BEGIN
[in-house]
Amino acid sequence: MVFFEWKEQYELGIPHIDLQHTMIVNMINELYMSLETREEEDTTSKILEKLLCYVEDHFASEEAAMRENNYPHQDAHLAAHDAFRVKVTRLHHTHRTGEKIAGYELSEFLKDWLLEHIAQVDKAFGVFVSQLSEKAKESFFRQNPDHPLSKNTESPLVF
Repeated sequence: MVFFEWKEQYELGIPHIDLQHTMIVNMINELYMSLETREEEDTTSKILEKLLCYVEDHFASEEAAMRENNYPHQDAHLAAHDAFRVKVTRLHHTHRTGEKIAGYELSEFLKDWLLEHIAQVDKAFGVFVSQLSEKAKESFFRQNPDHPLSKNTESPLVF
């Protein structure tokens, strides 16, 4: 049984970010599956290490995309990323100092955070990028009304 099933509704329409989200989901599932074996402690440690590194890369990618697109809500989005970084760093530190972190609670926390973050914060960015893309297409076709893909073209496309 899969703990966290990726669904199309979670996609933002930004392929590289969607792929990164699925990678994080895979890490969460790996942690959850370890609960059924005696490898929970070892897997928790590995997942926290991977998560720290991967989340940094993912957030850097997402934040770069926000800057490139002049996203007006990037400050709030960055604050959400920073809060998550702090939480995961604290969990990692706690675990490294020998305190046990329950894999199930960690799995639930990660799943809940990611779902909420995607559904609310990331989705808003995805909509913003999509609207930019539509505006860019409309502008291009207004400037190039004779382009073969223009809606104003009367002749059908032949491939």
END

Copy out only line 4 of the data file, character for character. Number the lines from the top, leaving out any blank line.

């Protein structure tokens, strides 16, 4: 049984970010599956290490995309990323100092955070990028009304 099933509704329409989200989901599932074996402690440690590194890369990618697109809500989005970084760093530190972190609670926390973050914060960015893309297409076709893909073209496309 899969703990966290990726669904199309979670996609933002930004392929590289969607792929990164699925990678994080895979890490969460790996942690959850370890609960059924005696490898929970070892897997928790590995997942926290991977998560720290991967989340940094993912957030850097997402934040770069926000800057490139002049996203007006990037400050709030960055604050959400920073809060998550702090939480995961604290969990990692706690675990490294020998305190046990329950894999199930960690799995639930990660799943809940990611779902909420995607559904609310990331989705808003995805909509913003999509609207930019539509505006860019409309502008291009207004400037190039004779382009073969223009809606104003009367002749059908032949491939």